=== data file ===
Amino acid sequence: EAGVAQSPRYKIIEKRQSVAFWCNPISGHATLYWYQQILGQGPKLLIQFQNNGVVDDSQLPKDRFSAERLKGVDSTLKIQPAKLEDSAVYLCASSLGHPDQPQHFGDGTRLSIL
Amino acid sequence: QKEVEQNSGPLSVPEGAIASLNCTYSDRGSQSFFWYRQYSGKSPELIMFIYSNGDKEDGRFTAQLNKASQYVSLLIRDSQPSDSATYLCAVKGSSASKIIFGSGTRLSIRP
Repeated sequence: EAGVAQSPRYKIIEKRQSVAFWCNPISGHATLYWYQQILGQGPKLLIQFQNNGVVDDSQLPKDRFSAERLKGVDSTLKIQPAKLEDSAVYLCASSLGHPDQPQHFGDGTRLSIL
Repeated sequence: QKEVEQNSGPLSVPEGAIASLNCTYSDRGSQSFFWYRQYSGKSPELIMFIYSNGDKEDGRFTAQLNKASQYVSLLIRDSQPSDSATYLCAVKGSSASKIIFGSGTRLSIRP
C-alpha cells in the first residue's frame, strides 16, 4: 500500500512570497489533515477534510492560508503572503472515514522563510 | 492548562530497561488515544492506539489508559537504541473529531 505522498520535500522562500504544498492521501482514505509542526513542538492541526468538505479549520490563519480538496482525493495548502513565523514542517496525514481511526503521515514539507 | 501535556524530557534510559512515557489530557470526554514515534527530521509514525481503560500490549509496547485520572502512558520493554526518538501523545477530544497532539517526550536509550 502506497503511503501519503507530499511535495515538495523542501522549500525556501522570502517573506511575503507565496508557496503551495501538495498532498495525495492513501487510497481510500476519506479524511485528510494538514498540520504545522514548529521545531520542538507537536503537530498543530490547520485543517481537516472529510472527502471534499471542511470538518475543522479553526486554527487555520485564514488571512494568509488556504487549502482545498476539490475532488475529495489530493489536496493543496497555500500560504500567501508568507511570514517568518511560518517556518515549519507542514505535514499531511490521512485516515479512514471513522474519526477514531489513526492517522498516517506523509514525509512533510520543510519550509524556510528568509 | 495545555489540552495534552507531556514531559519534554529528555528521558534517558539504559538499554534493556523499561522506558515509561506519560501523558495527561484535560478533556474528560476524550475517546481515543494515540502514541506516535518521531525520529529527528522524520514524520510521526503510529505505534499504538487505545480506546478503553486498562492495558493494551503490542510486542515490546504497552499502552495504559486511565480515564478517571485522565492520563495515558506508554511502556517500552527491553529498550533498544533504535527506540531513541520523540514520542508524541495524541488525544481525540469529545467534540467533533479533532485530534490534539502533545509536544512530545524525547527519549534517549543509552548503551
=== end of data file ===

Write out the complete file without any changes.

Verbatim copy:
Amino acid sequence: EAGVAQSPRYKIIEKRQSVAFWCNPISGHATLYWYQQILGQGPKLLIQFQNNGVVDDSQLPKDRFSAERLKGVDSTLKIQPAKLEDSAVYLCASSLGHPDQPQHFGDGTRLSIL
Amino acid sequence: QKEVEQNSGPLSVPEGAIASLNCTYSDRGSQSFFWYRQYSGKSPELIMFIYSNGDKEDGRFTAQLNKASQYVSLLIRDSQPSDSATYLCAVKGSSASKIIFGSGTRLSIRP
Repeated sequence: EAGVAQSPRYKIIEKRQSVAFWCNPISGHATLYWYQQILGQGPKLLIQFQNNGVVDDSQLPKDRFSAERLKGVDSTLKIQPAKLEDSAVYLCASSLGHPDQPQHFGDGTRLSIL
Repeated sequence: QKEVEQNSGPLSVPEGAIASLNCTYSDRGSQSFFWYRQYSGKSPELIMFIYSNGDKEDGRFTAQLNKASQYVSLLIRDSQPSDSATYLCAVKGSSASKIIFGSGTRLSIRP
C-alpha cells in the first residue's frame, strides 16, 4: 500500500512570497489533515477534510492560508503572503472515514522563510 | 492548562530497561488515544492506539489508559537504541473529531 505522498520535500522562500504544498492521501482514505509542526513542538492541526468538505479549520490563519480538496482525493495548502513565523514542517496525514481511526503521515514539507 | 501535556524530557534510559512515557489530557470526554514515534527530521509514525481503560500490549509496547485520572502512558520493554526518538501523545477530544497532539517526550536509550 502506497503511503501519503507530499511535495515538495523542501522549500525556501522570502517573506511575503507565496508557496503551495501538495498532498495525495492513501487510497481510500476519506479524511485528510494538514498540520504545522514548529521545531520542538507537536503537530498543530490547520485543517481537516472529510472527502471534499471542511470538518475543522479553526486554527487555520485564514488571512494568509488556504487549502482545498476539490475532488475529495489530493489536496493543496497555500500560504500567501508568507511570514517568518511560518517556518515549519507542514505535514499531511490521512485516515479512514471513522474519526477514531489513526492517522498516517506523509514525509512533510520543510519550509524556510528568509 | 495545555489540552495534552507531556514531559519534554529528555528521558534517558539504559538499554534493556523499561522506558515509561506519560501523558495527561484535560478533556474528560476524550475517546481515543494515540502514541506516535518521531525520529529527528522524520514524520510521526503510529505505534499504538487505545480506546478503553486498562492495558493494551503490542510486542515490546504497552499502552495504559486511565480515564478517571485522565492520563495515558506508554511502556517500552527491553529498550533498544533504535527506540531513541520523540514520542508524541495524541488525544481525540469529545467534540467533533479533532485530534490534539502533545509536544512530545524525547527519549534517549543509552548503551